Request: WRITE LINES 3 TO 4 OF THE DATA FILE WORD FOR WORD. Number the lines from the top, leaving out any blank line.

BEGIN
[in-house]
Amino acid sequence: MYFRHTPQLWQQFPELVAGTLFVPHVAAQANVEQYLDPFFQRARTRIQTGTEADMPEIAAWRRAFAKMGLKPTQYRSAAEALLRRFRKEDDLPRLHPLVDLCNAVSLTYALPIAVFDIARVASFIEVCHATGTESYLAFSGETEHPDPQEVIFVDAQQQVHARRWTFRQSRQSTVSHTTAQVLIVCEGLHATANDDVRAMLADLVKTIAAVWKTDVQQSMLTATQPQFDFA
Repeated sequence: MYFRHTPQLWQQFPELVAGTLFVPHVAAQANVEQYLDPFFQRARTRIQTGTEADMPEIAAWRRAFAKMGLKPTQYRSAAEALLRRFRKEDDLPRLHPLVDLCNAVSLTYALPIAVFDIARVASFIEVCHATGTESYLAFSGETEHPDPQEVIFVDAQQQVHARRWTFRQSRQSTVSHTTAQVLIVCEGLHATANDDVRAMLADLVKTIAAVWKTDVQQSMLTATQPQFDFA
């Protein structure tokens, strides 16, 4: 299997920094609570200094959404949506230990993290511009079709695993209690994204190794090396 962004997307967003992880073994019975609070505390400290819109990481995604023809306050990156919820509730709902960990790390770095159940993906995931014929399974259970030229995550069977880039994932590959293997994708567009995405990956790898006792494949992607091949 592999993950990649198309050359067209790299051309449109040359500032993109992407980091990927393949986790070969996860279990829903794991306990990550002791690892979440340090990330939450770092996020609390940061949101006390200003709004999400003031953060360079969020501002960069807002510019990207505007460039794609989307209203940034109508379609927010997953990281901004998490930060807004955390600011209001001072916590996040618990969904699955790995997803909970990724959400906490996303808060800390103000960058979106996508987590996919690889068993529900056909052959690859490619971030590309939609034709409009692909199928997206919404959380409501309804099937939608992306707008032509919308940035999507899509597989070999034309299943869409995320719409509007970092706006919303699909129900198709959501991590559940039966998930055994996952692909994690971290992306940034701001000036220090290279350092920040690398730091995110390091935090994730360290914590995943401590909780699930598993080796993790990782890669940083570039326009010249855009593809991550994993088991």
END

Repeated sequence: MYFRHTPQLWQQFPELVAGTLFVPHVAAQANVEQYLDPFFQRARTRIQTGTEADMPEIAAWRRAFAKMGLKPTQYRSAAEALLRRFRKEDDLPRLHPLVDLCNAVSLTYALPIAVFDIARVASFIEVCHATGTESYLAFSGETEHPDPQEVIFVDAQQQVHARRWTFRQSRQSTVSHTTAQVLIVCEGLHATANDDVRAMLADLVKTIAAVWKTDVQQSMLTATQPQFDFA
């Protein structure tokens, strides 16, 4: 299997920094609570200094959404949506230990993290511009079709695993209690994204190794090396 962004997307967003992880073994019975609070505390400290819109990481995604023809306050990156919820509730709902960990790390770095159940993906995931014929399974259970030229995550069977880039994932590959293997994708567009995405990956790898006792494949992607091949 592999993950990649198309050359067209790299051309449109040359500032993109992407980091990927393949986790070969996860279990829903794991306990990550002791690892979440340090990330939450770092996020609390940061949101006390200003709004999400003031953060360079969020501002960069807002510019990207505007460039794609989307209203940034109508379609927010997953990281901004998490930060807004955390600011209001001072916590996040618990969904699955790995997803909970990724959400906490996303808060800390103000960058979106996508987590996919690889068993529900056909052959690859490619971030590309939609034709409009692909199928997206919404959380409501309804099937939608992306707008032509919308940035999507899509597989070999034309299943869409995320719409509007970092706006919303699909129900198709959501991590559940039966998930055994996952692909994690971290992306940034701001000036220090290279350092920040690398730091995110390091935090994730360290914590995943401590909780699930598993080796993790990782890669940083570039326009010249855009593809991550994993088991």